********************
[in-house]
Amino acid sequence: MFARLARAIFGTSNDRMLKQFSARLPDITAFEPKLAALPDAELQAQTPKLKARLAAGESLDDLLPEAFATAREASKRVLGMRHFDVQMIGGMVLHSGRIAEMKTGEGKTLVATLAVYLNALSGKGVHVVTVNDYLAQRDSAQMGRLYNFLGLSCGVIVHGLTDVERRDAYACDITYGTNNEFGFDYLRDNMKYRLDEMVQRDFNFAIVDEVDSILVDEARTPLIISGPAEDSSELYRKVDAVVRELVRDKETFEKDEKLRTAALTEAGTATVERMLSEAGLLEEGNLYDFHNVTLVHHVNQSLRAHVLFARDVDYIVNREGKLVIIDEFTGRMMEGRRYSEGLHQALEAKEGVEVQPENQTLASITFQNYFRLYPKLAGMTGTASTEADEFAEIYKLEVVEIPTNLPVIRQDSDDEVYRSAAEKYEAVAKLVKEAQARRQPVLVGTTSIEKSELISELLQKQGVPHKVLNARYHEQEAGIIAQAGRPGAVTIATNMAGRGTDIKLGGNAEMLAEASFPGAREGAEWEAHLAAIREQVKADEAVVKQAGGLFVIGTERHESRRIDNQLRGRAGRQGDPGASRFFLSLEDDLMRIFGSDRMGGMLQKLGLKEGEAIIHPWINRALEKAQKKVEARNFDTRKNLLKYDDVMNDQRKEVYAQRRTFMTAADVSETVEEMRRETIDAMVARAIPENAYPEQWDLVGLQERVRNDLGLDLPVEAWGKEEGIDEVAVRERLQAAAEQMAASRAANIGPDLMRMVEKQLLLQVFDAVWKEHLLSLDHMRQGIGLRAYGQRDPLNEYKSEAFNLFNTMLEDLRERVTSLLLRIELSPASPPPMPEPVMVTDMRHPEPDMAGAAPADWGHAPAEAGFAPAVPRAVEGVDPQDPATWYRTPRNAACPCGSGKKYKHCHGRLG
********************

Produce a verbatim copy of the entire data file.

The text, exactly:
[in-house]
Amino acid sequence: MFARLARAIFGTSNDRMLKQFSARLPDITAFEPKLAALPDAELQAQTPKLKARLAAGESLDDLLPEAFATAREASKRVLGMRHFDVQMIGGMVLHSGRIAEMKTGEGKTLVATLAVYLNALSGKGVHVVTVNDYLAQRDSAQMGRLYNFLGLSCGVIVHGLTDVERRDAYACDITYGTNNEFGFDYLRDNMKYRLDEMVQRDFNFAIVDEVDSILVDEARTPLIISGPAEDSSELYRKVDAVVRELVRDKETFEKDEKLRTAALTEAGTATVERMLSEAGLLEEGNLYDFHNVTLVHHVNQSLRAHVLFARDVDYIVNREGKLVIIDEFTGRMMEGRRYSEGLHQALEAKEGVEVQPENQTLASITFQNYFRLYPKLAGMTGTASTEADEFAEIYKLEVVEIPTNLPVIRQDSDDEVYRSAAEKYEAVAKLVKEAQARRQPVLVGTTSIEKSELISELLQKQGVPHKVLNARYHEQEAGIIAQAGRPGAVTIATNMAGRGTDIKLGGNAEMLAEASFPGAREGAEWEAHLAAIREQVKADEAVVKQAGGLFVIGTERHESRRIDNQLRGRAGRQGDPGASRFFLSLEDDLMRIFGSDRMGGMLQKLGLKEGEAIIHPWINRALEKAQKKVEARNFDTRKNLLKYDDVMNDQRKEVYAQRRTFMTAADVSETVEEMRRETIDAMVARAIPENAYPEQWDLVGLQERVRNDLGLDLPVEAWGKEEGIDEVAVRERLQAAAEQMAASRAANIGPDLMRMVEKQLLLQVFDAVWKEHLLSLDHMRQGIGLRAYGQRDPLNEYKSEAFNLFNTMLEDLRERVTSLLLRIELSPASPPPMPEPVMVTDMRHPEPDMAGAAPADWGHAPAEAGFAPAVPRAVEGVDPQDPATWYRTPRNAACPCGSGKKYKHCHGRLG